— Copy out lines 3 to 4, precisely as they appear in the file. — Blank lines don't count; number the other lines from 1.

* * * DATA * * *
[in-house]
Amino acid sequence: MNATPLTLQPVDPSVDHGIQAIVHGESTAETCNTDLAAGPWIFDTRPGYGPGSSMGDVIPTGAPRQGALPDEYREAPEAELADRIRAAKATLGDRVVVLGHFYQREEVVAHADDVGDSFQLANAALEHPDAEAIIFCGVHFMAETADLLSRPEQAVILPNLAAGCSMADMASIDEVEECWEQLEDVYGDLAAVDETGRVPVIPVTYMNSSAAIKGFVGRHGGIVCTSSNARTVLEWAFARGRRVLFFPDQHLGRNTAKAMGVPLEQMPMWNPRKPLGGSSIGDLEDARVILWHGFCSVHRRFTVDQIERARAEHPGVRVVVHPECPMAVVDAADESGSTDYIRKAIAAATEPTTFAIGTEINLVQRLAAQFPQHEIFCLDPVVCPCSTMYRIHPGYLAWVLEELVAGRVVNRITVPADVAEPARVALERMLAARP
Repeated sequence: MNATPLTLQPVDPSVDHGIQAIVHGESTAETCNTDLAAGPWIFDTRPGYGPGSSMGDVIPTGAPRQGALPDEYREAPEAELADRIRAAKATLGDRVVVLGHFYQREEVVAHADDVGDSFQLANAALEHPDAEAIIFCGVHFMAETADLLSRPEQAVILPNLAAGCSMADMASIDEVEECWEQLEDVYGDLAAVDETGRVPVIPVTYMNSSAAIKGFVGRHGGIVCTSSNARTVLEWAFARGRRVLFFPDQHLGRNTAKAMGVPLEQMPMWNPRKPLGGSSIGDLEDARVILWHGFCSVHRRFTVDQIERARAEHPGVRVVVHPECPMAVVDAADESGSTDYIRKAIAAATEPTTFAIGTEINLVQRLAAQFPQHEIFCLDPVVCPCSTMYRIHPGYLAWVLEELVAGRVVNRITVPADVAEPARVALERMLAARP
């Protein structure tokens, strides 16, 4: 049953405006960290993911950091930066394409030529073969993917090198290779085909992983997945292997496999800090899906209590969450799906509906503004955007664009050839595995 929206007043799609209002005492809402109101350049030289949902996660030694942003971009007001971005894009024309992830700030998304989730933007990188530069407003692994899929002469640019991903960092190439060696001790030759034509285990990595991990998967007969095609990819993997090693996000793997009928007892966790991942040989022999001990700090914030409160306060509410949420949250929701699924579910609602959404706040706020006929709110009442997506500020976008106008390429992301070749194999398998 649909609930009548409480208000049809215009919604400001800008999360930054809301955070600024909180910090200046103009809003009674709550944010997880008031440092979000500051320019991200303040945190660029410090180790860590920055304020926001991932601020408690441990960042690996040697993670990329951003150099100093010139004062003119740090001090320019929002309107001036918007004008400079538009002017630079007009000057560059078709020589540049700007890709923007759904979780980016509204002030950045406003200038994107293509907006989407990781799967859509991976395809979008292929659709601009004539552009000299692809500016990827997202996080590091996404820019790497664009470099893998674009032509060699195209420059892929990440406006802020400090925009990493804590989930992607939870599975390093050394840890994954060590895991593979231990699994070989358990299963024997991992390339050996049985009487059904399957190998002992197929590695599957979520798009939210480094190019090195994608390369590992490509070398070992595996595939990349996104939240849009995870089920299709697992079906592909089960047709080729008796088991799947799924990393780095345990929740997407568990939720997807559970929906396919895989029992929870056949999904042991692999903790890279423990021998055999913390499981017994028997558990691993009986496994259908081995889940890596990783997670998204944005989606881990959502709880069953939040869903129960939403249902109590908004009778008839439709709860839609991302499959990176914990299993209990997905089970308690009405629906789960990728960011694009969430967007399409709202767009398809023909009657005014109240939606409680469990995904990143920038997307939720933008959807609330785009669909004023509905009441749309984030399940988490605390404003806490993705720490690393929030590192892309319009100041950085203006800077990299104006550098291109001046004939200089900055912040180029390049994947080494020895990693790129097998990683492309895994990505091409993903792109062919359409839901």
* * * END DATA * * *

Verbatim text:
Repeated sequence: MNATPLTLQPVDPSVDHGIQAIVHGESTAETCNTDLAAGPWIFDTRPGYGPGSSMGDVIPTGAPRQGALPDEYREAPEAELADRIRAAKATLGDRVVVLGHFYQREEVVAHADDVGDSFQLANAALEHPDAEAIIFCGVHFMAETADLLSRPEQAVILPNLAAGCSMADMASIDEVEECWEQLEDVYGDLAAVDETGRVPVIPVTYMNSSAAIKGFVGRHGGIVCTSSNARTVLEWAFARGRRVLFFPDQHLGRNTAKAMGVPLEQMPMWNPRKPLGGSSIGDLEDARVILWHGFCSVHRRFTVDQIERARAEHPGVRVVVHPECPMAVVDAADESGSTDYIRKAIAAATEPTTFAIGTEINLVQRLAAQFPQHEIFCLDPVVCPCSTMYRIHPGYLAWVLEELVAGRVVNRITVPADVAEPARVALERMLAARP
């Protein structure tokens, strides 16, 4: 049953405006960290993911950091930066394409030529073969993917090198290779085909992983997945292997496999800090899906209590969450799906509906503004955007664009050839595995 929206007043799609209002005492809402109101350049030289949902996660030694942003971009007001971005894009024309992830700030998304989730933007990188530069407003692994899929002469640019991903960092190439060696001790030759034509285990990595991990998967007969095609990819993997090693996000793997009928007892966790991942040989022999001990700090914030409160306060509410949420949250929701699924579910609602959404706040706020006929709110009442997506500020976008106008390429992301070749194999398998 649909609930009548409480208000049809215009919604400001800008999360930054809301955070600024909180910090200046103009809003009674709550944010997880008031440092979000500051320019991200303040945190660029410090180790860590920055304020926001991932601020408690441990960042690996040697993670990329951003150099100093010139004062003119740090001090320019929002309107001036918007004008400079538009002017630079007009000057560059078709020589540049700007890709923007759904979780980016509204002030950045406003200038994107293509907006989407990781799967859509991976395809979008292929659709601009004539552009000299692809500016990827997202996080590091996404820019790497664009470099893998674009032509060699195209420059892929990440406006802020400090925009990493804590989930992607939870599975390093050394840890994954060590895991593979231990699994070989358990299963024997991992390339050996049985009487059904399957190998002992197929590695599957979520798009939210480094190019090195994608390369590992490509070398070992595996595939990349996104939240849009995870089920299709697992079906592909089960047709080729008796088991799947799924990393780095345990929740997407568990939720997807559970929906396919895989029992929870056949999904042991692999903790890279423990021998055999913390499981017994028997558990691993009986496994259908081995889940890596990783997670998204944005989606881990959502709880069953939040869903129960939403249902109590908004009778008839439709709860839609991302499959990176914990299993209990997905089970308690009405629906789960990728960011694009969430967007399409709202767009398809023909009657005014109240939606409680469990995904990143920038997307939720933008959807609330785009669909004023509905009441749309984030399940988490605390404003806490993705720490690393929030590192892309319009100041950085203006800077990299104006550098291109001046004939200089900055912040180029390049994947080494020895990693790129097998990683492309895994990505091409993903792109062919359409839901």